Despite various tries, NFL can't seem to sack QB injury epidemic


August 16, 1992|By VITO STELLINO

John Friesz of the San Diego Chargers had the dubious honor of being the first quarterback to fo down for the season this year.

The odds are he won't be the last.

It just happened that Friesz sustained a season-ending knee injury last Saturday night in the exhibition opener against the Phoenix Cardinals, a team that lost its quarterback, Timm Rosenbach, for the season last year. Rosenbach was making his return in that game.

Of course, Joe Montana of the San Francisco 49ers also was sidelined all last year, and Randall Cunningham of the Philadelphia Eagles was injured in the first half of the first regular-season game.

That doesn't count the quarterbacks -- Troy Aikman, Rodney Peete, Jeff Hostetler, Bubby Brister, Steve Young are some major examples -- who were knocked out at various times during the season.

Quarterbacks remain an endangered species in the NFL, especially because there's so much emphasis on getting to the quarterback in today's pass-oriented game.

The NFL has tried various rule changes, including the one-step rule and the in-the-grasp rule that eventually was scrapped, but hasn't reduced quarterback injuries.

The Cardinals' Ken Harvey was penalized for a late hit on Friesz, but it wasn't a flagrant one. And when Rosenbach went down a year ago, he wasn't touched.

This doesn't mean quarterbacks necessarily get more injuries than players at other positions. Their injuries just receive more attention because they're high-profile players.

While owners and players contin ue to battle over money, neither side seems to put much focus on injuries and ways to prevent them. And some former players pay the price as long as they live.

Another question is whether playing football a long time tends to shorten a person's life. The NFL Players Association has made this contention at times, but hasn't backed it up with conclusive studies.

If the players and owners ever find a way to work together, injuries should become a top priority.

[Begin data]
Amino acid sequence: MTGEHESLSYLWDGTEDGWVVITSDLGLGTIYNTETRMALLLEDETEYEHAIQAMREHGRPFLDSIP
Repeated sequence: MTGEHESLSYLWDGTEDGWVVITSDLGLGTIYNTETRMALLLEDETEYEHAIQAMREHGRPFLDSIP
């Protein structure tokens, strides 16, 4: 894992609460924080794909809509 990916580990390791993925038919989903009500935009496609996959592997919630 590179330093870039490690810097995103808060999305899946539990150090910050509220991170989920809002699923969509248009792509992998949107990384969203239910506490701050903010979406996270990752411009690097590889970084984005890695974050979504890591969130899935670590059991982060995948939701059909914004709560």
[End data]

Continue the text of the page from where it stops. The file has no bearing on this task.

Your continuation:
A second chance

Did coach Joe Gibbs give up too soon on Stan Humphries?

That has been a debate within the Washington Redskins organization since 1990, when Humphries entered Gibbs' doghouse by not being in top shape when he had to replace the injured Mark Rypien and started five games.

When Earnest Byner didn't catch a Humphries pass in the end zone against the New York Giants in the fourth quarter that could have given the Redskins the lead, Gibbs blamed Humphries. He never gave Humphries another chance.

As Humphries said when he was traded to the San Diego Chargers last week, "I was told last year I would have an opportunity to fight for the No. 1 job because neither of us was really set as the top guy. I went to camp, Mark held out. I came in in the best shape I've been in since I was a junior in high school, having the best camp I ever had. Then Mark signed, and it was his job, just handed to him. There wasn't any fight. It was just handed to him."

Rypien went on to become the Super Bowl MVP. Humphries never took a snap.

Gibbs conceded he had "some disagreements" with Humphries, but added, "He's got talent. I think he can play. This will be a good start for him some place else."

Playing hard to get?

Of all the behind-the-scenes information that has come out during the antitrust trial in Minneapolis, an intriguing tidbit was that Giants general manager George Young signed a five-year, $5 million deal in 1991 that runs through 1995. Some of the money is deferred until after 1995 as long as he's not working for another team at that time.

Young wasn't asked to explain the reason for that contract provision about not working for another team in court, and he isn't about to do it out of court.

"There's a reason for why it was done. There's no unseen motive," Young said. "They were trying to make up for something else. That's what was offered. They gave me the contract, both of the owners [Wellington Mara and Robert Tisch]. I didn't really negotiate."

All this seems to indicate that the Giants have Young locked up and that he won't be coming to Baltimore to run a possible expansion team.

A former Baltimore schoolteacher and high school coach, Young said his "track record" is that he honors his contracts.

But he skillfully talks around the subject of coming to Baltimore. "I've never been a part of that speculation," he said. "I don't have any comment on that. I work for the Giants. My hat isn't in the ring for anything but my job. I have no complaints in the world."

Living in the past

Al Davis, managing general partner of the Los Angeles Raiders, finally made it to the Hall of Fame this year. That may be appropriate because he seems to be living in the past. His teams have won only one playoff game since 1983.

The latest to suggest the game has passed Davis by is Bill Walsh, the former San Francisco 49ers coach who is now coach at Stanford.

At the Pac-10 media day, Walsh managed to needle Davis for his offense that depends on the long pass. Walsh likes the short passing game.

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